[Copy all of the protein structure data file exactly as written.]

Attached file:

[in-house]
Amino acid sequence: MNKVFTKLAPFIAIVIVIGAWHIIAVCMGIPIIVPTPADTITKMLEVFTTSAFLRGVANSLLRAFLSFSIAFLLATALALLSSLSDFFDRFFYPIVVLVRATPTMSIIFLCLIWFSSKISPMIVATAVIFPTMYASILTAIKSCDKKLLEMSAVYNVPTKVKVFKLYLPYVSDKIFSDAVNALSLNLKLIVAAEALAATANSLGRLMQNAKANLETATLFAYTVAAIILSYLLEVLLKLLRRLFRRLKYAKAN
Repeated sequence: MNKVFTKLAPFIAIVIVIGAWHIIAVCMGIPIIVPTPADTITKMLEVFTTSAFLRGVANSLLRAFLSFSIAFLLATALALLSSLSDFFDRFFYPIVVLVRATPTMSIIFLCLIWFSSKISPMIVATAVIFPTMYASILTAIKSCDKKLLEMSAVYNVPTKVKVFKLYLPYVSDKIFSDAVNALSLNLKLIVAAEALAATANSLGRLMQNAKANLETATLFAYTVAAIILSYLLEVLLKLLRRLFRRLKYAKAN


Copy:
[in-house]
Amino acid sequence: MNKVFTKLAPFIAIVIVIGAWHIIAVCMGIPIIVPTPADTITKMLEVFTTSAFLRGVANSLLRAFLSFSIAFLLATALALLSSLSDFFDRFFYPIVVLVRATPTMSIIFLCLIWFSSKISPMIVATAVIFPTMYASILTAIKSCDKKLLEMSAVYNVPTKVKVFKLYLPYVSDKIFSDAVNALSLNLKLIVAAEALAATANSLGRLMQNAKANLETATLFAYTVAAIILSYLLEVLLKLLRRLFRRLKYAKAN
Repeated sequence: MNKVFTKLAPFIAIVIVIGAWHIIAVCMGIPIIVPTPADTITKMLEVFTTSAFLRGVANSLLRAFLSFSIAFLLATALALLSSLSDFFDRFFYPIVVLVRATPTMSIIFLCLIWFSSKISPMIVATAVIFPTMYASILTAIKSCDKKLLEMSAVYNVPTKVKVFKLYLPYVSDKIFSDAVNALSLNLKLIVAAEALAATANSLGRLMQNAKANLETATLFAYTVAAIILSYLLEVLLKLLRRLFRRLKYAKAN